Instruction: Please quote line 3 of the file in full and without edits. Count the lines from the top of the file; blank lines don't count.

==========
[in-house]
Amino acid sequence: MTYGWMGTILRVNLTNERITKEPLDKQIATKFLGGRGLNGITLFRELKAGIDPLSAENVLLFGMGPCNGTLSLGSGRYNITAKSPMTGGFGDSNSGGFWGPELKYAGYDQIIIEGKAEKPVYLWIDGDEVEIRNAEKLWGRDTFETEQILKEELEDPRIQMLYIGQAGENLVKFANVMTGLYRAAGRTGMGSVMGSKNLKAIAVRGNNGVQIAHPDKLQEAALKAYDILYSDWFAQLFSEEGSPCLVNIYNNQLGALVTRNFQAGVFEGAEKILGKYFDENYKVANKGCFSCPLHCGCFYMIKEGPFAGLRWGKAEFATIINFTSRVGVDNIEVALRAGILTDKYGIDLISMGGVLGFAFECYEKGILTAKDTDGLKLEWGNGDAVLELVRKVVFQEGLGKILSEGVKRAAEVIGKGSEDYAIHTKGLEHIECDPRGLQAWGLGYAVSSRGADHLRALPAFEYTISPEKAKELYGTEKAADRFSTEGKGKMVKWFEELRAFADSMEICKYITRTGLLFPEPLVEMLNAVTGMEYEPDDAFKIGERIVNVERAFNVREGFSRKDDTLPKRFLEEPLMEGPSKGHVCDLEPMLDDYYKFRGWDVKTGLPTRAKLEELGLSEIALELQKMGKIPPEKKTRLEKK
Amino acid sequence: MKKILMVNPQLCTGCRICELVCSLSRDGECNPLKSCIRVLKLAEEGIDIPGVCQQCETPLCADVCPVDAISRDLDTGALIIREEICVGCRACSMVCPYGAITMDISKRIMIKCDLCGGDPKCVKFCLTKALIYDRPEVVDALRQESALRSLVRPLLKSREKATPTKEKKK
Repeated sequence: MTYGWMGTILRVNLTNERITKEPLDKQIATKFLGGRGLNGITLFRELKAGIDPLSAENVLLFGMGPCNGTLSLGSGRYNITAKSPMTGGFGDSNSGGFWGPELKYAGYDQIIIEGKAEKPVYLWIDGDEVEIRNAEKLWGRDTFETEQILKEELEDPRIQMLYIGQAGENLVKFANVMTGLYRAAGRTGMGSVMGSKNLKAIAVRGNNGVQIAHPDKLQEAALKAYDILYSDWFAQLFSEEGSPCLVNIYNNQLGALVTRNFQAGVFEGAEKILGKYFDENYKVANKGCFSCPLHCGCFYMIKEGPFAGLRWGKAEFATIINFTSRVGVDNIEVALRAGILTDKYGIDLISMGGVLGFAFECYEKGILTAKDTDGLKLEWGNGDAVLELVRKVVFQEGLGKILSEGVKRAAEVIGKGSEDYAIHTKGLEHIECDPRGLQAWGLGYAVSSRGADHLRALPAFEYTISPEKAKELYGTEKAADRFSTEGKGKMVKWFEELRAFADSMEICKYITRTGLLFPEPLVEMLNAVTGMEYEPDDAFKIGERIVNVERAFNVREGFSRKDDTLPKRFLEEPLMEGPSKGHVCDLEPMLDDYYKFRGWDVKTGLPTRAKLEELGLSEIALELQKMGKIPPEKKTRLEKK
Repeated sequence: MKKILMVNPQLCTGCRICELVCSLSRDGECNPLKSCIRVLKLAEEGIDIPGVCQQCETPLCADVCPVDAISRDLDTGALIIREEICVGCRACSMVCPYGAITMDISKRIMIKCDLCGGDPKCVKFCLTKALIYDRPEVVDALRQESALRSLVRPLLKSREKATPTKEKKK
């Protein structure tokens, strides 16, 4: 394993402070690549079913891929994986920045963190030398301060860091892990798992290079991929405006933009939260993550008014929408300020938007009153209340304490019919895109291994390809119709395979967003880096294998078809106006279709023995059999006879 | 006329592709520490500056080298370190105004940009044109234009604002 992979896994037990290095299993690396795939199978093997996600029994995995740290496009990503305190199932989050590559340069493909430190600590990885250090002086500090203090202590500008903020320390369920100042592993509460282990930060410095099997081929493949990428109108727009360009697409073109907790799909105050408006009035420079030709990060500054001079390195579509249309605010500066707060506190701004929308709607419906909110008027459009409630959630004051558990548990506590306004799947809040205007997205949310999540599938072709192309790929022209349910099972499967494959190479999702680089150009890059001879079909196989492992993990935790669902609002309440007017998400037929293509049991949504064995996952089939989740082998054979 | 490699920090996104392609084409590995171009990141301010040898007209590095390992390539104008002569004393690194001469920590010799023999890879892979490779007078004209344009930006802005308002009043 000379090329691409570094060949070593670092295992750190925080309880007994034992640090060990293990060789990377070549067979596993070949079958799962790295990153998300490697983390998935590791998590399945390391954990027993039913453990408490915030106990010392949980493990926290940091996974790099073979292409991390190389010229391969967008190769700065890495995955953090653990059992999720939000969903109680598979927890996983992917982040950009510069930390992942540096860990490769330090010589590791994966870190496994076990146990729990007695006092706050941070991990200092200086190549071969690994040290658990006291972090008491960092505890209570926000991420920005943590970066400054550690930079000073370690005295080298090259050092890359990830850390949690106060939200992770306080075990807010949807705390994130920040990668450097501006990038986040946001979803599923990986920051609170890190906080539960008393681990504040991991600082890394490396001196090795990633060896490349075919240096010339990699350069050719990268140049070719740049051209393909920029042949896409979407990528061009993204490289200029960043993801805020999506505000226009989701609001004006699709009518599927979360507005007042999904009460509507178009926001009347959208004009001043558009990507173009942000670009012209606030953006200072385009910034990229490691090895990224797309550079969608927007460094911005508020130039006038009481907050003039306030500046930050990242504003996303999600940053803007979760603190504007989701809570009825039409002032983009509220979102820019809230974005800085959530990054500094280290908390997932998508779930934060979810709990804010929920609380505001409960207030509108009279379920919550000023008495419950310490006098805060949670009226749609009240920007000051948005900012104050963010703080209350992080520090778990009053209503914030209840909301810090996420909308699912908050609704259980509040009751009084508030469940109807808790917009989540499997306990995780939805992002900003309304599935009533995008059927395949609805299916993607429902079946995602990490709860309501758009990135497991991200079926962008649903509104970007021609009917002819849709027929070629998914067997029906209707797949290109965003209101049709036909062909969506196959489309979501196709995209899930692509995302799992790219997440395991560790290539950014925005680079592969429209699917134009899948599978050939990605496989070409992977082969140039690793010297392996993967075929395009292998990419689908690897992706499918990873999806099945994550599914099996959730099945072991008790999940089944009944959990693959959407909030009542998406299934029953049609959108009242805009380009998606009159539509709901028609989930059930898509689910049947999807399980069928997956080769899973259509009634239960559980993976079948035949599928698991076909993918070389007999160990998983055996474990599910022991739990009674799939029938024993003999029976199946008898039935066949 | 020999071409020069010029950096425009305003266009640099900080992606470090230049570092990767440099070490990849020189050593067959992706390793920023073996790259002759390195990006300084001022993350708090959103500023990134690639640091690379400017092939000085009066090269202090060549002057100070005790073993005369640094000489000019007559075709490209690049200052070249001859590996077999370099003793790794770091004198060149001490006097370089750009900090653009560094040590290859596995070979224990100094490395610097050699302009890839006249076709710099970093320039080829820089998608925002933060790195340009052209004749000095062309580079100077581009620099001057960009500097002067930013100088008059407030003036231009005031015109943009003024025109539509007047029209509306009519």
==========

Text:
Amino acid sequence: MKKILMVNPQLCTGCRICELVCSLSRDGECNPLKSCIRVLKLAEEGIDIPGVCQQCETPLCADVCPVDAISRDLDTGALIIREEICVGCRACSMVCPYGAITMDISKRIMIKCDLCGGDPKCVKFCLTKALIYDRPEVVDALRQESALRSLVRPLLKSREKATPTKEKKK